I was so afraid I often forgot I actually have authority in Christ! Because of Jesus, I can say to the spirit of temptation, “I cast you out in Jesus’ Name.” The spirits should cower in fear — not us. We are children of God!

Whenever I fled from temptation courageously, I held one particular verse dear to heart. It’s from the latter part of 2 Corinthians 10:5 which says, “Take captive every thought to make it obedient to Christ.”

But even as I was learning principles like these, I had to reconcile all this failing and inner healing with being a church leader, because I was still concurrently involved in hundreds of lives.

If you asked me how I made it through those years, my answer would be God’s grace. There were so many weekends I’d be so happy for the growth of my ministries, yet devastated within at my own personal failings when it came to purity in the middle of the week.

As much as I fell, I anchored my struggle on the knowledge that God is not expecting perfection right now from me. It is a journey of transformation by the power of His Spirit; He is looking for a broken and contrite heart. He wants me to be blameless, and I don’t mean sinless – I mean above reproach.

“For an overseer, as God’s steward, must be above reproach. He must not be arrogant or quick-tempered or a drunkard or violent or greedy for gain, but hospitable, a lover of good, self-controlled, upright, holy, and disciplined. (Titus 1:7-8)

That has meant a continued fight for my life against sexual sin. A fight to keep sharing, keep accounting, keep changing and growing. To that end, whenever self-condemnation or self-pity knocks on my door in times of failure, I remind myself that there is now no more condemnation in Christ (Romans 8:1).

I let my struggles remind me that my authority and victory come solely from Christ – not me. While we consecrate ourselves before the Lord, there is one defining thing to remember: Jesus is our Redeemer and Saviour, and it’s only because of Him that when God looks at us – He sees not the filthiness of our sins, but the image of Christ because we are in Christ.

I know this is the generation of authentic people. But while we are authentic, we should also be principled. We should never be any less zealous or enthusiastic for God. So even as we young people are spontaneous and all-out for Christ, let’s continue to be real in showing others who we are.

My dark childhood and sexual struggles have become a source of blessing and encouragement to my mentees, who in turn are stirred to be as honest and vulnerable as I am with them. God used these experiences to help me lead a National Service (NS) group in my church for many years — a ministry that finds sharing difficult because guys tend to be more private in their struggles.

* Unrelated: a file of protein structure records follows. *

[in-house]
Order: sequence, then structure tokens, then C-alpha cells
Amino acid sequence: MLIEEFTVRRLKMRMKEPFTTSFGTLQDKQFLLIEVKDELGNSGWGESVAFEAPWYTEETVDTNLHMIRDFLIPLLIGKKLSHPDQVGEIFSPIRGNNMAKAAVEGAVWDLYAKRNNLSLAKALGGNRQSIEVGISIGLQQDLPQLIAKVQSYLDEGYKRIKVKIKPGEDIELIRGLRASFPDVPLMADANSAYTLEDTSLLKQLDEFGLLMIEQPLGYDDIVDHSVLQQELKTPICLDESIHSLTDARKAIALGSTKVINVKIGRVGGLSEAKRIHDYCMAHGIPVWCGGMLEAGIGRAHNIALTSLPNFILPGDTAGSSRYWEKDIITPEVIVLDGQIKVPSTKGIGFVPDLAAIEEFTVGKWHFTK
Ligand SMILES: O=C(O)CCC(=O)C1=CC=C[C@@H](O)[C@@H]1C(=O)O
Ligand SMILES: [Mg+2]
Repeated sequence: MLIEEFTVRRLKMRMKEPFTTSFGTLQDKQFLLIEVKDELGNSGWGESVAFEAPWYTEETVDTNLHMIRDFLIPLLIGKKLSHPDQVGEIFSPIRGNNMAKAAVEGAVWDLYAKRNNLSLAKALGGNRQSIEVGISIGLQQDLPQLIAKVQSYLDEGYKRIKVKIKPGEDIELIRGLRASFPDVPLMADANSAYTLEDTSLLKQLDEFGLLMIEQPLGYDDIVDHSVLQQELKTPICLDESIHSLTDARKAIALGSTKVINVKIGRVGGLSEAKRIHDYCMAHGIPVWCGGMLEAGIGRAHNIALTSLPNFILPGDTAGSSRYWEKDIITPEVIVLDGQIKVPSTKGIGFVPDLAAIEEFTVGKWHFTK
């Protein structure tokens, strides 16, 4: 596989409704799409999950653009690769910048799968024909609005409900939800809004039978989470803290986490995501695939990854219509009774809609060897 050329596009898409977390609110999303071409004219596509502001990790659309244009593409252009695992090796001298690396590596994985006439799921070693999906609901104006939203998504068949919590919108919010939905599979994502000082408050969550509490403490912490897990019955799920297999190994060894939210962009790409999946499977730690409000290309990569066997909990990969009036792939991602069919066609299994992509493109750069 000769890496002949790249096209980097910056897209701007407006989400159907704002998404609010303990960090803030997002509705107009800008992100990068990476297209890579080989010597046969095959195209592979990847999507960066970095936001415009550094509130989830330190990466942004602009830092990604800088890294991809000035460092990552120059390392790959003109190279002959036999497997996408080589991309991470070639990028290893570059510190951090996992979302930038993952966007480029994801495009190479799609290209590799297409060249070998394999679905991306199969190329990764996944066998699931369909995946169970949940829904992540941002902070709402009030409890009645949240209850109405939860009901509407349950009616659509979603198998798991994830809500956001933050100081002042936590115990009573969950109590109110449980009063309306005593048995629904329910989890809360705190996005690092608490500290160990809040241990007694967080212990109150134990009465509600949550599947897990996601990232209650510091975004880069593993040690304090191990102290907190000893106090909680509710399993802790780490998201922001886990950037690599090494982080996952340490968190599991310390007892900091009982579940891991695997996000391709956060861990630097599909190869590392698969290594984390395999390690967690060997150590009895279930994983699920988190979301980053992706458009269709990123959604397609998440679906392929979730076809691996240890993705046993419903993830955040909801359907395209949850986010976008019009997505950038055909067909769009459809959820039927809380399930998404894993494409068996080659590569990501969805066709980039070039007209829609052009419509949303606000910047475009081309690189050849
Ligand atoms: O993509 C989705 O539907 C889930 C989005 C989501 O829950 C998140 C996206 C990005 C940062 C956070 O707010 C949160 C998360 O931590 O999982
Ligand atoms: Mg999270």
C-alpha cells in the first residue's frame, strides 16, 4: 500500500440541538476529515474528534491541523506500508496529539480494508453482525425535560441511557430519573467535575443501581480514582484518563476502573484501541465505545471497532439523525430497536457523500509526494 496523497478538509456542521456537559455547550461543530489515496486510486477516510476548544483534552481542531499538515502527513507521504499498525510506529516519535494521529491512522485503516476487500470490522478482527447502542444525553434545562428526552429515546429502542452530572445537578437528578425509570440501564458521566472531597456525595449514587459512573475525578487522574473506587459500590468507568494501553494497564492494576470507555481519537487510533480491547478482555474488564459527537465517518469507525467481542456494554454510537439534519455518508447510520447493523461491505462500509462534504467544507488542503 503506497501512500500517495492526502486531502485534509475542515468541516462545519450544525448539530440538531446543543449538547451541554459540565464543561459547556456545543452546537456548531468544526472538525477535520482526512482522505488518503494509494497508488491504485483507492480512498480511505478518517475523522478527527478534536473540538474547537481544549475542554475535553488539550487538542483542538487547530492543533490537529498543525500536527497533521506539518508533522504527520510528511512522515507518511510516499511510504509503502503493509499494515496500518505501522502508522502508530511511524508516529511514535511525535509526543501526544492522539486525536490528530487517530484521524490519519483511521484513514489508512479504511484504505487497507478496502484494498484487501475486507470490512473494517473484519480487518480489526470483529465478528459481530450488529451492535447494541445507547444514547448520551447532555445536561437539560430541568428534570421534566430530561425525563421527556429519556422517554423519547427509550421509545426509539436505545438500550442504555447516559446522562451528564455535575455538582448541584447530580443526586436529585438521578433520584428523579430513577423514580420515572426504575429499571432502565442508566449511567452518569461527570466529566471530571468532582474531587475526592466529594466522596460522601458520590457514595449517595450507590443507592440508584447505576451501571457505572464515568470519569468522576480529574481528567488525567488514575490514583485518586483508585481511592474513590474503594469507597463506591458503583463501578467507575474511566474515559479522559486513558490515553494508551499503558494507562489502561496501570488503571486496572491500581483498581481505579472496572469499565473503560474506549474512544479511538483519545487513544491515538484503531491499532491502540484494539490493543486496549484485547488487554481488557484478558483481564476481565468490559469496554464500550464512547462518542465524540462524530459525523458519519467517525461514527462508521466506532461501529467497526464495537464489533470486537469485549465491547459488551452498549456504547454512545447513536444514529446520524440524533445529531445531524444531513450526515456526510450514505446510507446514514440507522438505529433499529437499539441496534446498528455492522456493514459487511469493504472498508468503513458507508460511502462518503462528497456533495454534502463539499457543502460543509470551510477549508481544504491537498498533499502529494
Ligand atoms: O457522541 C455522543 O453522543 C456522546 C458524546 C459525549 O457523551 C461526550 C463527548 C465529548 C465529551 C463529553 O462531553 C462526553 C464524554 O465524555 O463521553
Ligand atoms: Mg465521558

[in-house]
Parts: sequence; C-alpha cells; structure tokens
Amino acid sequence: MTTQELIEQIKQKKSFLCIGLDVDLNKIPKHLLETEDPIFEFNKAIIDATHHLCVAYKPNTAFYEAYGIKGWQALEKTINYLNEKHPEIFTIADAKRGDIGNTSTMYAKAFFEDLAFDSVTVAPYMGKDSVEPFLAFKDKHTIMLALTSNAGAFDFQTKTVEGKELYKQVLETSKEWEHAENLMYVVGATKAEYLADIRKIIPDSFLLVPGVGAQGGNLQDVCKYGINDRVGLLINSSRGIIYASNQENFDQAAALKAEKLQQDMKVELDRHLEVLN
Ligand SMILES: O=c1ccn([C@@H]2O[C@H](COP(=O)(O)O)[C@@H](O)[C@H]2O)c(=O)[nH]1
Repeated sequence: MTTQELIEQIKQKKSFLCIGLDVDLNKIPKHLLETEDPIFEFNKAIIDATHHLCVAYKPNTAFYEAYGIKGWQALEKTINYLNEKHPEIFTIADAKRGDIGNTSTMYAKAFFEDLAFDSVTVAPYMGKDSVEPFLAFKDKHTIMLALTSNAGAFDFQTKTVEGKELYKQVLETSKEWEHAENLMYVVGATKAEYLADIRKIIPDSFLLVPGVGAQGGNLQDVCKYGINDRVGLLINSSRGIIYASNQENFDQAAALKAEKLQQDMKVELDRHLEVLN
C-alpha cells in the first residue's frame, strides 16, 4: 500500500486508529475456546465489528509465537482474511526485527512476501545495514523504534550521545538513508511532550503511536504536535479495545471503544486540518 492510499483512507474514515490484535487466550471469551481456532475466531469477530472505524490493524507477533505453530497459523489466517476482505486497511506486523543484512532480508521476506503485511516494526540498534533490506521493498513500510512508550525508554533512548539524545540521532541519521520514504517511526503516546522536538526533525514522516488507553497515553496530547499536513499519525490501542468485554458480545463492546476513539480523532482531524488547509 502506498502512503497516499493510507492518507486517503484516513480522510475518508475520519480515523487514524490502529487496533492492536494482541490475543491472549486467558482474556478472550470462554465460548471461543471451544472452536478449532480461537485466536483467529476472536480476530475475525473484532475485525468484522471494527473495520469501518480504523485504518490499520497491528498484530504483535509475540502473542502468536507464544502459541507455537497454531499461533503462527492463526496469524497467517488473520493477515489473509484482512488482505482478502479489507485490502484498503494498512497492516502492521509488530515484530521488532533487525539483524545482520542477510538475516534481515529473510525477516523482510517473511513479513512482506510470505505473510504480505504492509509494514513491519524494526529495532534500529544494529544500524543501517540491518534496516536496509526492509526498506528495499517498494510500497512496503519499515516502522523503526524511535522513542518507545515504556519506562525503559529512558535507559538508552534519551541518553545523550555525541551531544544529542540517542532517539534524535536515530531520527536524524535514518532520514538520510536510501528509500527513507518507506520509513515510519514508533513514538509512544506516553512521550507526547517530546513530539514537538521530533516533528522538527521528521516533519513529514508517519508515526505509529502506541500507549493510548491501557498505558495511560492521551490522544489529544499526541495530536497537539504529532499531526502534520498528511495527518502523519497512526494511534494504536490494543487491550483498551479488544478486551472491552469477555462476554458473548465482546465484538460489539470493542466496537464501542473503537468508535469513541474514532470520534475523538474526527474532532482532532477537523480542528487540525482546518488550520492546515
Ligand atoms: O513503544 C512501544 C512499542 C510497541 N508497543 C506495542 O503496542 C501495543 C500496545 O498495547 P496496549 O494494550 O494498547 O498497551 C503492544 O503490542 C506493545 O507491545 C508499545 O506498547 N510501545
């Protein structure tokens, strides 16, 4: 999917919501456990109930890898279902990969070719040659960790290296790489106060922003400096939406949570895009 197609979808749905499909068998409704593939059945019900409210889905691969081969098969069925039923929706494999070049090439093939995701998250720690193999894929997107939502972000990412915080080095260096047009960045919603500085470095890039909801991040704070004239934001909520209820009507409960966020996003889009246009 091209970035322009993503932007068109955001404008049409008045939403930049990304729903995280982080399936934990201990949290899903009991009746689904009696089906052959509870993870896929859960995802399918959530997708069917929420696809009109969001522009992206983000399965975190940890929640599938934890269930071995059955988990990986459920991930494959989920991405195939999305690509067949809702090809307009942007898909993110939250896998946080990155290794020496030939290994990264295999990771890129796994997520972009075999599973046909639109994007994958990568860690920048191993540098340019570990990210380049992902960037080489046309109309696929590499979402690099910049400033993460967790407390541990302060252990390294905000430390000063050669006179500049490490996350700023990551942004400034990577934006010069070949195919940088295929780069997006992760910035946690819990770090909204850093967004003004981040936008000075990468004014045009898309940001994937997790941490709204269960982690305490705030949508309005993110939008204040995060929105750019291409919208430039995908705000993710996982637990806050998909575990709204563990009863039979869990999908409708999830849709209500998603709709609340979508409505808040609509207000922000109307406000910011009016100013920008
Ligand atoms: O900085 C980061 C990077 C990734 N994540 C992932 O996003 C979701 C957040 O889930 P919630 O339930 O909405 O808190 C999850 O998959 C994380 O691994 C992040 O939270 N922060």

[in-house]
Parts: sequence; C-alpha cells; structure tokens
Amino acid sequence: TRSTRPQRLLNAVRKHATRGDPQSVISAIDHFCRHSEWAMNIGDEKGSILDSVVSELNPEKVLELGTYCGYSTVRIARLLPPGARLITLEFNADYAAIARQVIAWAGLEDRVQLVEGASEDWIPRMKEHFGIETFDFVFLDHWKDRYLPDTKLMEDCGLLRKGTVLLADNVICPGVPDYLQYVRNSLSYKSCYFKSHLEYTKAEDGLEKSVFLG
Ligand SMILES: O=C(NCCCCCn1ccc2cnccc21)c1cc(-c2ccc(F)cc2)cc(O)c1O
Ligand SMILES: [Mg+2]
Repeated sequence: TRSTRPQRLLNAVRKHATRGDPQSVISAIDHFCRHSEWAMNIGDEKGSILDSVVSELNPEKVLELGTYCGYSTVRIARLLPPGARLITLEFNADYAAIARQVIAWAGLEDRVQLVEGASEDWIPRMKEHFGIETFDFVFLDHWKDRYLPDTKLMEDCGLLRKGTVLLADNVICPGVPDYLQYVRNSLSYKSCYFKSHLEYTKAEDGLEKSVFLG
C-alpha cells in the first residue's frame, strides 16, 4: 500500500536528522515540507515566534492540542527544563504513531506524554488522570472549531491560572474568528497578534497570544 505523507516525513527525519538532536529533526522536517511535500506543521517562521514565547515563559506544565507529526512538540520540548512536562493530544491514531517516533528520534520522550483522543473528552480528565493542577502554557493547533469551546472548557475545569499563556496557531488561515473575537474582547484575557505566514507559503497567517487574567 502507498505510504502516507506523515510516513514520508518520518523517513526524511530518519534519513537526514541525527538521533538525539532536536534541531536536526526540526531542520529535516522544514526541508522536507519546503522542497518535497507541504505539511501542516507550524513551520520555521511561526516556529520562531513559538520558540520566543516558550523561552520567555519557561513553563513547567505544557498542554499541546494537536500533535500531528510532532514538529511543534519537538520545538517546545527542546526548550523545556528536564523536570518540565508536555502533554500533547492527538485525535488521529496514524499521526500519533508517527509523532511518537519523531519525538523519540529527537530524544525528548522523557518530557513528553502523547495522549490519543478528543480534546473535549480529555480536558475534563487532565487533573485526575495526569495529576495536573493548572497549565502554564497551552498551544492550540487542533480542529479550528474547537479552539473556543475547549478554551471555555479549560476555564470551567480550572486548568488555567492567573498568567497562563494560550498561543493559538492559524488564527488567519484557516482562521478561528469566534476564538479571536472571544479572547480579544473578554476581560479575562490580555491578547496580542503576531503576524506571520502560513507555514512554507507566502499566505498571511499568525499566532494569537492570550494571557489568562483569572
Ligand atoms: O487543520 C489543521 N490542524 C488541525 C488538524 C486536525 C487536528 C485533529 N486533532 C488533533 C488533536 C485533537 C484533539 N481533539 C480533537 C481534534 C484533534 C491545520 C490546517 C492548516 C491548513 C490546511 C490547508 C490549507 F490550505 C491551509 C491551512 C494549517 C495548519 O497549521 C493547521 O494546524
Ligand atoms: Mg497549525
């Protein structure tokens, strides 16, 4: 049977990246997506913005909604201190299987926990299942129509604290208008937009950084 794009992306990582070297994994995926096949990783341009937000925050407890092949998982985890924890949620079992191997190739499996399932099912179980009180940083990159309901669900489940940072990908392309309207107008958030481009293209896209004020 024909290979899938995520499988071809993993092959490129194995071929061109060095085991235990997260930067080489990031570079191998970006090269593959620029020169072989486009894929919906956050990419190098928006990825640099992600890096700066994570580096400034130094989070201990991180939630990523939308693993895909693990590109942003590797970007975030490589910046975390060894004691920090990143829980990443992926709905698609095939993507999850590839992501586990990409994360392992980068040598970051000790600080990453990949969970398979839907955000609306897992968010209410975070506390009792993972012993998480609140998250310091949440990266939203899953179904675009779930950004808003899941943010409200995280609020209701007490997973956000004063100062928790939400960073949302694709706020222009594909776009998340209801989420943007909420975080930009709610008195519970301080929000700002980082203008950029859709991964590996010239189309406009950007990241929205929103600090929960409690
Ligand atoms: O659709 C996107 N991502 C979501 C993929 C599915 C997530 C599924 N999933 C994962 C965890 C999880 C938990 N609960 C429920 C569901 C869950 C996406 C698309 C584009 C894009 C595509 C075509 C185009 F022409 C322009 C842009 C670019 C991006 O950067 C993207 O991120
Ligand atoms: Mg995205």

As I look across my ministries, I see that God has created in them a culture where there is vulnerability, openness and a willingness to share deeply. We’re fighting together, and finding freedom. We’re no longer finding our identity in our lives’ repeated failures but in who God says we really are — His children!
If I didn’t have the childhood I had, and the struggles I still deal with right now, I think my ministry would look very different.

Years later when I began to consider companionship in the opposite sex, God revealed certain truths to me.

I realised that sexual attraction is just one aspect of the gift of intimacy. Beyond physical intimacy, there are also emotional and spiritual aspects of intimacy I hadn’t considered. I was looking for whole and total intimacy, but mistakenly thought that it was found in sex.

Though I still face same-sex attraction on occasion, I’ve come to see that these attractions don’t mean they are my identity. I know now that who I am is not defined by what I experienced in the past, and it is better to love a person the way God does.

If I could talk to my 11-year-old self, this is what I would say.

There’s more freedom than you can imagine that is coming your way. But it will only happen when you finally let the light in. You are going to trade your shame for Christ. You are going to exchange your guilt for healing.

God is going to help you through this. You are going to become a blessing to fellow brothers and sisters and He is going to use your testimony.

God will turn your ashes into beauty.


*The author’s name has been changed for confidentiality. Photos are for illustration purposes only.